Republican Gov. Phil Scott will allow a bill that will permit all abortions for any reason in the state of Vermont to become law, said his spokeswoman.
“Governor Scott has always been pro-choice and he has said he will not veto the bill,” Rebecca Kelley told local Vermont news media last week.
JUST IN: Unrestricted abortion rights will become #VT law. Spokesperson for @GovPhilScott confirms Scott has decided to either sign.. or allow H. 57 to become law w/o his signature – the effect is the same. #vtpoli pic.twitter.com/7f5CCw6Ifz
— Stewart Ledbetter (@StewartMyNBC5) May 20, 2019
Kelley did not say whether Scott would sign the bill or allow it to become law without acting upon it.
As VTDigger noted, the governor’s approval of the legislation will allow the state to enact the “broadest protections of reproductive rights” in the nation.
State House Majority Leader Rep. Jill Krowinski, a Democrat who is a former employee of Planned Parenthood — the vendor that provides the majority of abortions in Vermont — said, “I think it’s important that we’re standing up to say that we need to make sure that these rights are protected.”
In fact, the president of Planned Parenthood of Northern New England said Vermont is now “the shining example for all other states” of the unlimited abortion legislation that has become a mark of the Democrat Party.
The bill, H.57, declares abortion a “fundamental right,” and an amendment known as Proposal 5 would make Vermont the first state to preserve and protect a right to “personal reproductive liberty” in the Green Mountain State’s Constitution.
While H.57 could become law and take effect immediately either with Scott’s signature or his inaction, Proposal 5 would need approval again by the General Assembly in 2021–2022 and then by the state’s voters in 2022 in order to amend Vermont’s Constitution.
Dr. Ingrid Skop, chairman-elect of the American Association of Pro-Life Obstetricians and Gynecologists (AAPLOG), presented written testimony that the Vermont abortion bill “will remove any oversight from a late term abortion provider’s facilities or competency.”
Vermont may feel it is helping women by passing this legislation that will allow a small trickle of women with severe fetal anomalies to receive late term abortions in the state. However, by opening this door, you will allow a tsunami of elective late terms abortions to follow, many of which will be obtained by coercion of the pregnant women.
Skop warned the state could “become a destination for ‘late term abortion tourism.’”
VTDigger reported that Democrat State Sen. Becca Balint, the Senate majority leader, dismissed concerns such as those articulated by Skop, referring to them as “hysteria.”
She said the same warnings were voiced when the state lawmakers debated civil unions and gay marriage.
“Everybody said there was going to be a huge influx of gay people — we’re going to be swimming in gay people,” Balint said. “And it didn’t happen. I think it’s a lot of worry and hysteria.”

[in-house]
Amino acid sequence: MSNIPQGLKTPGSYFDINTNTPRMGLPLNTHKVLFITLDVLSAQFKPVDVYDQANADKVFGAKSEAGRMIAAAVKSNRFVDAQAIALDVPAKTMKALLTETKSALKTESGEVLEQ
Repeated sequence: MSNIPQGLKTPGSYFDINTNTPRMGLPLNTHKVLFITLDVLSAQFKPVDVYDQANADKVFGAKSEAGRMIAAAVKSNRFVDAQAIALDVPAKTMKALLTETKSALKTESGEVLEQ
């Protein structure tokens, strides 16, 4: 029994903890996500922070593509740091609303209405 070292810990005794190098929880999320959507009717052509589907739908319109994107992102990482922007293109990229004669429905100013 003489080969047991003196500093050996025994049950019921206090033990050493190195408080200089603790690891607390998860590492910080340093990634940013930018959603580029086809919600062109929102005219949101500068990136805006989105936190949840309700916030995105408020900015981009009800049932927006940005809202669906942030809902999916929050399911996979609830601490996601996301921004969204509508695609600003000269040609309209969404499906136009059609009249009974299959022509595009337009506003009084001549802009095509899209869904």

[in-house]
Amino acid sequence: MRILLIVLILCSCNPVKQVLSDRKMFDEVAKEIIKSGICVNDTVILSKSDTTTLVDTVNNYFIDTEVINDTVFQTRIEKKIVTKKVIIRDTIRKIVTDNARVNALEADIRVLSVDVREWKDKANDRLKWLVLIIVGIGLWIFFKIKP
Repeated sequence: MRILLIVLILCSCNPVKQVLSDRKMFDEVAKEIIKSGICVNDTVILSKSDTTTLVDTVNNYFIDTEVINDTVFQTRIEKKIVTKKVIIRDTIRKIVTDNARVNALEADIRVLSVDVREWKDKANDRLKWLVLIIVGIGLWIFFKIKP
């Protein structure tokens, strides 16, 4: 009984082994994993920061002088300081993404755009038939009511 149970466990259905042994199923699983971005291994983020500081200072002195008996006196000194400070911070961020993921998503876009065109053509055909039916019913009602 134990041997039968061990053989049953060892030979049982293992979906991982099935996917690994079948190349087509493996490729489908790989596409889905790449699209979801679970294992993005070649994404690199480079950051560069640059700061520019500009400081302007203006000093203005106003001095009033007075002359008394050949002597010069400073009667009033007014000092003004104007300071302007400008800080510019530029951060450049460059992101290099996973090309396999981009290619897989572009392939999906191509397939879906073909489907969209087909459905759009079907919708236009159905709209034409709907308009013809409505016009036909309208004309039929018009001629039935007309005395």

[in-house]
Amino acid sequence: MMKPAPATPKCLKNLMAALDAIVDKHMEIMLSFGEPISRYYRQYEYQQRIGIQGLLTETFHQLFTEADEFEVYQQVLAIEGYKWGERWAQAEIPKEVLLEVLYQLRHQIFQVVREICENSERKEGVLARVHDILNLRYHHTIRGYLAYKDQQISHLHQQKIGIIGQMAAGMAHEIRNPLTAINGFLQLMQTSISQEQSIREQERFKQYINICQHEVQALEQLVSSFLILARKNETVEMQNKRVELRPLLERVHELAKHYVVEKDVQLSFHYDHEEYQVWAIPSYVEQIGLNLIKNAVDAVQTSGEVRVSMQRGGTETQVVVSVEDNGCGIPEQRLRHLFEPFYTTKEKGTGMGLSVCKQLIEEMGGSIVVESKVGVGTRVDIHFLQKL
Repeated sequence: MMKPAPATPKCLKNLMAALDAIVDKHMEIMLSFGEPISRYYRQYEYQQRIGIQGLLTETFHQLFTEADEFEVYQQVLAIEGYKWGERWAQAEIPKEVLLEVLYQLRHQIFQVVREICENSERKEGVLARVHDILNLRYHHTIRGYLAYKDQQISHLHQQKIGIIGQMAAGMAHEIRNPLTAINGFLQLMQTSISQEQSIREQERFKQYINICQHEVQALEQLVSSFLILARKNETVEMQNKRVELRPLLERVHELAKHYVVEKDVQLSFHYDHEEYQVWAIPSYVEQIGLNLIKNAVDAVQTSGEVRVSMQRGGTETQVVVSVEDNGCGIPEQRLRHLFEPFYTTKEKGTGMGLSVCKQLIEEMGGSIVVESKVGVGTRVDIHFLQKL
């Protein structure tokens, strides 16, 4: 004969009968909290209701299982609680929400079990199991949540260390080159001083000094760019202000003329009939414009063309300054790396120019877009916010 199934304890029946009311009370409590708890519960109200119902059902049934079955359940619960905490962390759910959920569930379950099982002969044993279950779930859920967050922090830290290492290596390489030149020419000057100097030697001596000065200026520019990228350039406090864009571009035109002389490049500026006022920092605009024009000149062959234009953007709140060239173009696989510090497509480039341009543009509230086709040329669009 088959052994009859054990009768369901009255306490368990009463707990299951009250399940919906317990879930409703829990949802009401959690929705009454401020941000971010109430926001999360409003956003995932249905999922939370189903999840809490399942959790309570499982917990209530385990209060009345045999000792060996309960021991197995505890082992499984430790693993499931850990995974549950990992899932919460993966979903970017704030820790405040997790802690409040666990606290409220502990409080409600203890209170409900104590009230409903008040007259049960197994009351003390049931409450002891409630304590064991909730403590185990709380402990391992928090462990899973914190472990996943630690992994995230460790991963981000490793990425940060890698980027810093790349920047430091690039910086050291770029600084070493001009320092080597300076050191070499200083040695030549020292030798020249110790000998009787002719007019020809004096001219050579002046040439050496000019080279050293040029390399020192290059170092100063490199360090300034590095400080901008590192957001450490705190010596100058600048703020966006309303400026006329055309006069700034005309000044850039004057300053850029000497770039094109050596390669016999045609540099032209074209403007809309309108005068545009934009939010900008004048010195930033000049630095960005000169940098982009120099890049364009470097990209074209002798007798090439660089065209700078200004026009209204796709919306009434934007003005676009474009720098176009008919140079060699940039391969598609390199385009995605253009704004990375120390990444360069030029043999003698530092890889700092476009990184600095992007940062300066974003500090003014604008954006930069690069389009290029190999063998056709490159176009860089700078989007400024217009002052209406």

“I think what is important,” Krowinski said, “is that we let the medical community be able to take science and to have those conversations and to be the ones to regulate what that looks like, and how you define it, not politicians.”
However, a 2018 report by Emma Green at the The Atlantic highlighted how “science” is weighing more on the side of the pro-life movement, with technological advances such as ultrasound and neonatal research and treatments “remaking the debate around abortion.”
“In many ways, this represents a dramatic reversal; pro-choice activists have long claimed science for their own side,” Green wrote.
Pro-life and pro-choice activists have come to see scientific evidence as the ultimate tool in the battle over abortion rights. But in recent years, pro-life activists have been more successful in using that tool to shift the terms of the policy debate. Advocates have introduced research on the question of fetal pain and whether abortion harms women’s health to great effect in courtrooms and legislative chambers, even when they cite studies selectively and their findings are fiercely contested by other members of the academy.
In her testimony about the Vermont bill, Catherine Glenn Foster, president of Americans United for Life, described H.57 as “sweeping in its operation” in that it “expands abortion allowances beyond Roe v. Wade and its progeny, rejects the state’s legitimate interest in protecting life, and prohibits commonsense protections for women’s health.”
With the legislation’s prohibition on any government interference, at any level, with an abortion, Foster said the regulatory climate in Vermont would then be “akin to the one in Pennsylvania that allowed the infamous abortionist Kermit Gosnell to operate his ‘House of Horrors’ for decades.”
“Gosnell, who was ultimately convicted of involuntary manslaughter, was able to perform unsafe, unsanitary, and deadly abortions for so many years,” she said, “because, according to the Grand Jury report, the Pennsylvania Department of Health thought it could not inspect or regulate abortion facilities because that would interfere with access to abortion.”